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Is it possible to bash/ksh call a variable of variable, eg:

set -A MY_ARRAY ${${var}_something}

BR Kolesar

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2 Answers 2

up vote 5 down vote accepted

In bash:

VAR1=aap
VAR2=noot

USEVARNAME=VAR2
echo ${!USEVARNAME}

USEVARNAME=VAR1
echo ${!USEVARNAME}

prints

noot
aap
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Your probably refering to Indirect References: http://tldp.org/LDP/abs/html/ivr.html

# Indirect reference.
eval a=\$$a

The whole snippet of code from that site:

#!/bin/bash
# ind-ref.sh: Indirect variable referencing.
# Accessing the contents of the contents of a variable.

# First, let's fool around a little.

var=23

echo "\$var   = $var"           # $var   = 23
# So far, everything as expected. But ...

echo "\$\$var  = $$var"         # $$var  = 4570var
#  Not useful ...
#  \$\$ expanded to PID of the script
#  -- refer to the entry on the $$ variable --
#+ and "var" is echoed as plain text.
#  (Thank you, Jakob Bohm, for pointing this out.)

echo "\\\$\$var = \$$var"       # \$$var = $23
#  As expected. The first $ is escaped and pasted on to
#+ the value of var ($var = 23 ).
#  Meaningful, but still not useful. 

# Now, let's start over and do it the right way.

# ============================================== #


a=letter_of_alphabet   # Variable "a" holds the name of another variable.
letter_of_alphabet=z

echo

# Direct reference.
echo "a = $a"          # a = letter_of_alphabet

# Indirect reference.
  eval a=\$$a
# ^^^        Forcing an eval(uation), and ...
#        ^   Escaping the first $ ...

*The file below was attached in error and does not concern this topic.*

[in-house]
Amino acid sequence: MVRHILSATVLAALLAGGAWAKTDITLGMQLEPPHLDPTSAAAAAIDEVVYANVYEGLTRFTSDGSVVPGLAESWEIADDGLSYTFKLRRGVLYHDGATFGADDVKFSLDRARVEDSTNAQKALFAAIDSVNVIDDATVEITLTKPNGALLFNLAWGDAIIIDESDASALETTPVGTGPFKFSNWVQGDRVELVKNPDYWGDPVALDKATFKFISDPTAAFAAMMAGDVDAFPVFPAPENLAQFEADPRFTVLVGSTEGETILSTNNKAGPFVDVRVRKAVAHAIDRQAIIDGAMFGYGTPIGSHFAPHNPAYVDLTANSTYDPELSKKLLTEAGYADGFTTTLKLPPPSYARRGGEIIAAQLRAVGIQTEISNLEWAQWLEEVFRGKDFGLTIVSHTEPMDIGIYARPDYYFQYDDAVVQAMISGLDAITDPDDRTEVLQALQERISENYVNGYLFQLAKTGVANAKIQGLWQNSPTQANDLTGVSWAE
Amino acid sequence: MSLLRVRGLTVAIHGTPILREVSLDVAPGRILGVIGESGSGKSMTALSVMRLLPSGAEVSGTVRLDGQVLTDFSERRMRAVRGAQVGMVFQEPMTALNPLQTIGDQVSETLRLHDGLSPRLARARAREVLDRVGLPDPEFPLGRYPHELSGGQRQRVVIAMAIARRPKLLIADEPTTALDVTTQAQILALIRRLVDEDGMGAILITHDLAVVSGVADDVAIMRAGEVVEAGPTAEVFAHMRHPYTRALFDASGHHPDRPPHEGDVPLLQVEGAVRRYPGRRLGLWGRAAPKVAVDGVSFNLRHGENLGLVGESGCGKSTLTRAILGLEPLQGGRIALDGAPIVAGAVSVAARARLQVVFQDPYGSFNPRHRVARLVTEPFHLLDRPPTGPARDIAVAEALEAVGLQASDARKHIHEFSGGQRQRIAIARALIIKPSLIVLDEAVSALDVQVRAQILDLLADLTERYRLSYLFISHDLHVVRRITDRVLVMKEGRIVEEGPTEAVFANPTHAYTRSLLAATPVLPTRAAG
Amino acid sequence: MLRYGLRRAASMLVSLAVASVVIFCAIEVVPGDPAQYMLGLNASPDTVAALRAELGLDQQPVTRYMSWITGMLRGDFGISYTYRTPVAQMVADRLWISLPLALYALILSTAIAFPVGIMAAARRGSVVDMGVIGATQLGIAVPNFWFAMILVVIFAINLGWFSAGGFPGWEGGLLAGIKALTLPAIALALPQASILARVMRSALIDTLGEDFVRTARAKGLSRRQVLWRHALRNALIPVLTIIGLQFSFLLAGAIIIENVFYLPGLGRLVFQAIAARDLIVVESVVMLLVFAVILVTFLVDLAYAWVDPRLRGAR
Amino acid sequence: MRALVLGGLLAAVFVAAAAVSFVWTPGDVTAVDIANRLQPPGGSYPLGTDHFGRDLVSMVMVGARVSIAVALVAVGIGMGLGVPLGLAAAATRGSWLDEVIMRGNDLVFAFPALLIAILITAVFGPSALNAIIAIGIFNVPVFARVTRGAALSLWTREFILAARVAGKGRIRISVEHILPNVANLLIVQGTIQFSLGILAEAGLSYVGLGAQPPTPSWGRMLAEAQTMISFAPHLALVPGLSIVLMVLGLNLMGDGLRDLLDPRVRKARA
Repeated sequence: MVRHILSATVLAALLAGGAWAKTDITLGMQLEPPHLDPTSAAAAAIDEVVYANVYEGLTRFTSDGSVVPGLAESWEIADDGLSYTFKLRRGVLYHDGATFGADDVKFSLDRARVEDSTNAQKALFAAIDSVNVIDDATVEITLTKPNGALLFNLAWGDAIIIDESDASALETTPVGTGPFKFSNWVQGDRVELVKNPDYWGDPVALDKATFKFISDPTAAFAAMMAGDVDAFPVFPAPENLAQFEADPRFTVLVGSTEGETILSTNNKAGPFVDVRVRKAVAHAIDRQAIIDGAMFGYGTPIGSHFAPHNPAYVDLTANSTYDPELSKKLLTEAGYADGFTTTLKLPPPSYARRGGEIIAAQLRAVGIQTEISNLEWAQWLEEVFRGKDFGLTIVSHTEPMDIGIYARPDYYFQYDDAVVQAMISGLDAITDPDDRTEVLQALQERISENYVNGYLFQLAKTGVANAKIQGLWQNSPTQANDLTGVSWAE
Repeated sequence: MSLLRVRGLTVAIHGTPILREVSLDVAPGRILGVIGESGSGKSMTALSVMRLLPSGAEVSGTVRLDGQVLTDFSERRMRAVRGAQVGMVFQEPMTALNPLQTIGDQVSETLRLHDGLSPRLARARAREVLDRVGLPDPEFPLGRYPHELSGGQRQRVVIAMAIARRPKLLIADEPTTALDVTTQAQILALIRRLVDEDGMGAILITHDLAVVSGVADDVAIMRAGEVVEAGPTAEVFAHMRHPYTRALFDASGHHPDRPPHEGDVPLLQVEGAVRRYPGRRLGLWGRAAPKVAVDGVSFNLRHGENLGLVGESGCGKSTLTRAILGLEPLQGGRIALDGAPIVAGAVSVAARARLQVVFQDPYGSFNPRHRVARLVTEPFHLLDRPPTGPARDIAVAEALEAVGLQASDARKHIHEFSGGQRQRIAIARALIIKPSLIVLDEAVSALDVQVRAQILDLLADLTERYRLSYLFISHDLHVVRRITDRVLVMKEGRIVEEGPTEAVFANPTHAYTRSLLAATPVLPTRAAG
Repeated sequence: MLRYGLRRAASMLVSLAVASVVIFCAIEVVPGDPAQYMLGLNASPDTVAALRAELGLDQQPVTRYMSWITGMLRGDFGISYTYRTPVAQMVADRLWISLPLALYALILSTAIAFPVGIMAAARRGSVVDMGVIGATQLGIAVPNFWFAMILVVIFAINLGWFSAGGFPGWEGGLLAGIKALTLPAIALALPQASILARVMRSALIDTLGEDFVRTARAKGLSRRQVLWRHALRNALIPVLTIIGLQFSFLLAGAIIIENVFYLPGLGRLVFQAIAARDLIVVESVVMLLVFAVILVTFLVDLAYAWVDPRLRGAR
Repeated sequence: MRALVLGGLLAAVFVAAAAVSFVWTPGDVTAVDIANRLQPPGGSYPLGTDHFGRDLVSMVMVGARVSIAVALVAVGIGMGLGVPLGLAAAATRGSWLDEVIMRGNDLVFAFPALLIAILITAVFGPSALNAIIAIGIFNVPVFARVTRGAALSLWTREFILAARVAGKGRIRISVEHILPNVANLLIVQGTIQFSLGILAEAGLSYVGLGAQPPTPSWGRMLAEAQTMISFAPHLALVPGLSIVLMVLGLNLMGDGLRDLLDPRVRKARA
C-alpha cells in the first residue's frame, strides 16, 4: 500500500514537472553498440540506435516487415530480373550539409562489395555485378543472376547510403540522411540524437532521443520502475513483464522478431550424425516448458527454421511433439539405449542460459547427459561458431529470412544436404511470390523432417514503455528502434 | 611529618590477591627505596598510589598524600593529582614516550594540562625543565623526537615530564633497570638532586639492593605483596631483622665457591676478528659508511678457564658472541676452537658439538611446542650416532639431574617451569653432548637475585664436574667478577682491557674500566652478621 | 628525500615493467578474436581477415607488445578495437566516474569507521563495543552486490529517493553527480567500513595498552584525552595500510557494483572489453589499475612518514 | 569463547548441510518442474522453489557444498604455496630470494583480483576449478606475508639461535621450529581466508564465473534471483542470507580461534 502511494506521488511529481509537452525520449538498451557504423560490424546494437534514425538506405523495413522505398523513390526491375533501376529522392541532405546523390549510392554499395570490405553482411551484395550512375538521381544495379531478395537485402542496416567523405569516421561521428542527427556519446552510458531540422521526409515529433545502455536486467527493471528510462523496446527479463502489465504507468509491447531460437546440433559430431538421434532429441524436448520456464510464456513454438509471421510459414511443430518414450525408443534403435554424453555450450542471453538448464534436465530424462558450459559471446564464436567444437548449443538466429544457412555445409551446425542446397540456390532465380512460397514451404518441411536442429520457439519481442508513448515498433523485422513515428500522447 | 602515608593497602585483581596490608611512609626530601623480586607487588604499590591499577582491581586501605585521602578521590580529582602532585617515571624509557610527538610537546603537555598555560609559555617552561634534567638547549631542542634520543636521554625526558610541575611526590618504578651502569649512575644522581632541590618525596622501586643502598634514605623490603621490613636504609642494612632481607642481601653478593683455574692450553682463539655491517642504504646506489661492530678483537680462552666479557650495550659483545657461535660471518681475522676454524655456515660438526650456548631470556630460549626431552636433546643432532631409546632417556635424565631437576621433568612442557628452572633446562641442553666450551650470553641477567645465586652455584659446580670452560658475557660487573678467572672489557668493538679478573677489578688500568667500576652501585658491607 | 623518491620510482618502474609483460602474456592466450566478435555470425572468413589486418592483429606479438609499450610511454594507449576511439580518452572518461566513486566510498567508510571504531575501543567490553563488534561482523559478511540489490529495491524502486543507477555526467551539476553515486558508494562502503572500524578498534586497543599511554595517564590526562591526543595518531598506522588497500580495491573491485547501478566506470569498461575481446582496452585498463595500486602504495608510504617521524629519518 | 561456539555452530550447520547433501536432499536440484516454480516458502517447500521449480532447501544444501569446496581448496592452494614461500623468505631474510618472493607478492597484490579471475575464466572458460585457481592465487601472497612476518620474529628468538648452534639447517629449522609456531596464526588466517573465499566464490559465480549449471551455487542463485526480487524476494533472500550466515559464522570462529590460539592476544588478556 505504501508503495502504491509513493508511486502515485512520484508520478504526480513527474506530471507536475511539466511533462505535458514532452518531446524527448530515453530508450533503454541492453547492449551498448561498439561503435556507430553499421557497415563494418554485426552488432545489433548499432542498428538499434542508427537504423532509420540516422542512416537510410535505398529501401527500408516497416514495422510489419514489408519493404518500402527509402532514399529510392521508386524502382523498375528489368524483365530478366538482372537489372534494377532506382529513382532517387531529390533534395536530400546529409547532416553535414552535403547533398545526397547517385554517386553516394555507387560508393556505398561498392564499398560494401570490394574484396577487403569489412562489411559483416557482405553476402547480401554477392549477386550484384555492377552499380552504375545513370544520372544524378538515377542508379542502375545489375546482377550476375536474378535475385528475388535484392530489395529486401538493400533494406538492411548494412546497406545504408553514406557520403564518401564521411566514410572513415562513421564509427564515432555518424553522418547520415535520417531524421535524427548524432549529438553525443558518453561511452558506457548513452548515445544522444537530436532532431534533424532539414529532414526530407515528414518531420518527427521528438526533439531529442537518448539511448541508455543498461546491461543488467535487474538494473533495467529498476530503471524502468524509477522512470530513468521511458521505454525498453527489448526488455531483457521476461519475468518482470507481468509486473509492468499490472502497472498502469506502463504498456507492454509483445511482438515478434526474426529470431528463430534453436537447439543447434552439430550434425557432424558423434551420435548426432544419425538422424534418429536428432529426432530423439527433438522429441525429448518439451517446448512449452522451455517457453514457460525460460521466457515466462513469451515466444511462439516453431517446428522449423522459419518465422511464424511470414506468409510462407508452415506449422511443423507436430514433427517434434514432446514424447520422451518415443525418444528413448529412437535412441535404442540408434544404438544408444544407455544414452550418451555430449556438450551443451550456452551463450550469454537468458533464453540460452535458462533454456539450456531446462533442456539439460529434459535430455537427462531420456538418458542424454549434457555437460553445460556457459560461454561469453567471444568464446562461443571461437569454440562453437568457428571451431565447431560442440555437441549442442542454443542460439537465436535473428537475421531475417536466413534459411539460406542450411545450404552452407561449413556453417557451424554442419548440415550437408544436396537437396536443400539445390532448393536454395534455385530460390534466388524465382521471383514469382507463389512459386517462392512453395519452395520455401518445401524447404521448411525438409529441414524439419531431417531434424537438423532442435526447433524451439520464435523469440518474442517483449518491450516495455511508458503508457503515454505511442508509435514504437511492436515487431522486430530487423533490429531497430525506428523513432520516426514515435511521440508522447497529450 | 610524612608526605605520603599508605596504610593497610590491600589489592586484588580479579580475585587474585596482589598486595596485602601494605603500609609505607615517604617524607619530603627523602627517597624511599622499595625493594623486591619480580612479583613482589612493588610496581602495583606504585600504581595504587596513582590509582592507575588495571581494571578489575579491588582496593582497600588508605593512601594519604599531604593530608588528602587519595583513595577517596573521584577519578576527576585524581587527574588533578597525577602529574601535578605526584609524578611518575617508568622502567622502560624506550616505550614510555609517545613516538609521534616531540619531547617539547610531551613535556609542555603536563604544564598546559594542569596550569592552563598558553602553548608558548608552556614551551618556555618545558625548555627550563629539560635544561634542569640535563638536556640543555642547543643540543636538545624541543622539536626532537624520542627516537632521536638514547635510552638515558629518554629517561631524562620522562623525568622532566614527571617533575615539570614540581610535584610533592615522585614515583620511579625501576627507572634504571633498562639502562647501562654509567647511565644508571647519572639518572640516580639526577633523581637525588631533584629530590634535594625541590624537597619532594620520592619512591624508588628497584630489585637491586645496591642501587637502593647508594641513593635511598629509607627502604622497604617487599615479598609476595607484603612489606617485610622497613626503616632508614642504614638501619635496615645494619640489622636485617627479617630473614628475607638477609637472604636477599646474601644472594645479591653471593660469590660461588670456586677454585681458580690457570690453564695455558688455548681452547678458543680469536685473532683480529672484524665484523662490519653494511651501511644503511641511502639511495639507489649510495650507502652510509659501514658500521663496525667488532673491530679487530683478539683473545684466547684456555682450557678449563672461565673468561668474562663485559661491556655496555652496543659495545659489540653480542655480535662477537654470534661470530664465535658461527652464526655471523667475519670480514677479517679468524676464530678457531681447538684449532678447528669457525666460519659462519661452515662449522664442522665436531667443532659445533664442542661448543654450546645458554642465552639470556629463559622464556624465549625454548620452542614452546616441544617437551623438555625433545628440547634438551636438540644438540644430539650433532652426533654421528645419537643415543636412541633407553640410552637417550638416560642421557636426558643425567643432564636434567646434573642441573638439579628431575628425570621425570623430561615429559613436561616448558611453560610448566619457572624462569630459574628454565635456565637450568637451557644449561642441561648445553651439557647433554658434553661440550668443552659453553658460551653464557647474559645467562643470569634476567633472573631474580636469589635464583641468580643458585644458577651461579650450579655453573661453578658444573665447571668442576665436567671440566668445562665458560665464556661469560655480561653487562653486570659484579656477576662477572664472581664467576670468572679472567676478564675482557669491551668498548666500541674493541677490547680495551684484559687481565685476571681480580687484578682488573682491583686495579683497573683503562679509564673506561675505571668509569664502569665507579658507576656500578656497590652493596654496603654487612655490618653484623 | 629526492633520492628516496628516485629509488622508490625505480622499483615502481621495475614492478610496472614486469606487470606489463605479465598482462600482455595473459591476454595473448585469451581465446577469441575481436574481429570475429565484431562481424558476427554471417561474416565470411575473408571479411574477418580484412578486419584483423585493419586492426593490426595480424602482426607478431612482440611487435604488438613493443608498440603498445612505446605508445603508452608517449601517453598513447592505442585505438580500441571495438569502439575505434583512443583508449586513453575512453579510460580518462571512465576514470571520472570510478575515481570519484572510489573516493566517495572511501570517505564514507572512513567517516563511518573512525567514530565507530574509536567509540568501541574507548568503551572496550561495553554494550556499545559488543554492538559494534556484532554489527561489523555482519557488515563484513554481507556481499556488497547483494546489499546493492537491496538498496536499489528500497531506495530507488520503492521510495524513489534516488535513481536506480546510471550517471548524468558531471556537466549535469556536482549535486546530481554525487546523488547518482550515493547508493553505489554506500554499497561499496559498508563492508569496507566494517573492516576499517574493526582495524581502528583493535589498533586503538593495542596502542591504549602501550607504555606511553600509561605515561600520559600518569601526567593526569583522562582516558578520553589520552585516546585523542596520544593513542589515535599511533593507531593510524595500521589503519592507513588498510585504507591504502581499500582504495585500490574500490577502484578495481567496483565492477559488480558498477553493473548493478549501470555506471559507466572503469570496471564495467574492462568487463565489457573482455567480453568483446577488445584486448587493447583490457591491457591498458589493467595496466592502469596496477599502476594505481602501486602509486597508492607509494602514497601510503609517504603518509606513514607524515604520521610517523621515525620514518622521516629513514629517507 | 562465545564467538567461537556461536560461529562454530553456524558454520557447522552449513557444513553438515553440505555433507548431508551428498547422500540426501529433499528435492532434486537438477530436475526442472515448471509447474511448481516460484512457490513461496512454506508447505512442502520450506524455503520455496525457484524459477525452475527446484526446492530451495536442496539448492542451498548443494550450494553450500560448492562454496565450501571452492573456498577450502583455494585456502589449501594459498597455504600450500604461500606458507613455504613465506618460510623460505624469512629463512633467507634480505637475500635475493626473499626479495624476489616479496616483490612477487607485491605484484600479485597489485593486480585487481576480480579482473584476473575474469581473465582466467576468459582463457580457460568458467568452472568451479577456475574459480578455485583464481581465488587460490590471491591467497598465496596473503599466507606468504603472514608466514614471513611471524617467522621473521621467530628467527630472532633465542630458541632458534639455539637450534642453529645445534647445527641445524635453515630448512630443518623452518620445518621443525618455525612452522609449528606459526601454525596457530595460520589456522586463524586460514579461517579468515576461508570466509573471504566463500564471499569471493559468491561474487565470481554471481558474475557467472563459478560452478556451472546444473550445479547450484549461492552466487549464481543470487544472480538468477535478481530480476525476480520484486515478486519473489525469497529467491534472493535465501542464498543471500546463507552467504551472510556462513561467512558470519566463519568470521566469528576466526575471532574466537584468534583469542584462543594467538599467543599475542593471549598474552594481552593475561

# ------------------------------------------------------------------------
# The 'eval' forces an update of $a, sets it to the updated value of \$$a.
# So, we see why 'eval' so often shows up in indirect reference notation.
# ------------------------------------------------------------------------
  echo "Now a = $a"    # Now a = z

echo

# Now, let's try changing the second-order reference.

t=table_cell_3
table_cell_3=24
echo "\"table_cell_3\" = $table_cell_3"            # "table_cell_3" = 24
echo -n "dereferenced \"t\" = "; eval echo \$$t    # dereferenced "t" = 24
# In this simple case, the following also works (why?).
#         eval t=\$$t; echo "\"t\" = $t"

echo

t=table_cell_3
NEW_VAL=387
table_cell_3=$NEW_VAL
echo "Changing value of \"table_cell_3\" to $NEW_VAL."
echo "\"table_cell_3\" now $table_cell_3"
echo -n "dereferenced \"t\" now "; eval echo \$$t
# "eval" takes the two arguments "echo" and "\$$t" (set equal to $table_cell_3)
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Are you sure about safety in this eval using? –  ДМИТРИЙ МАЛИКОВ Nov 11 '11 at 15:06

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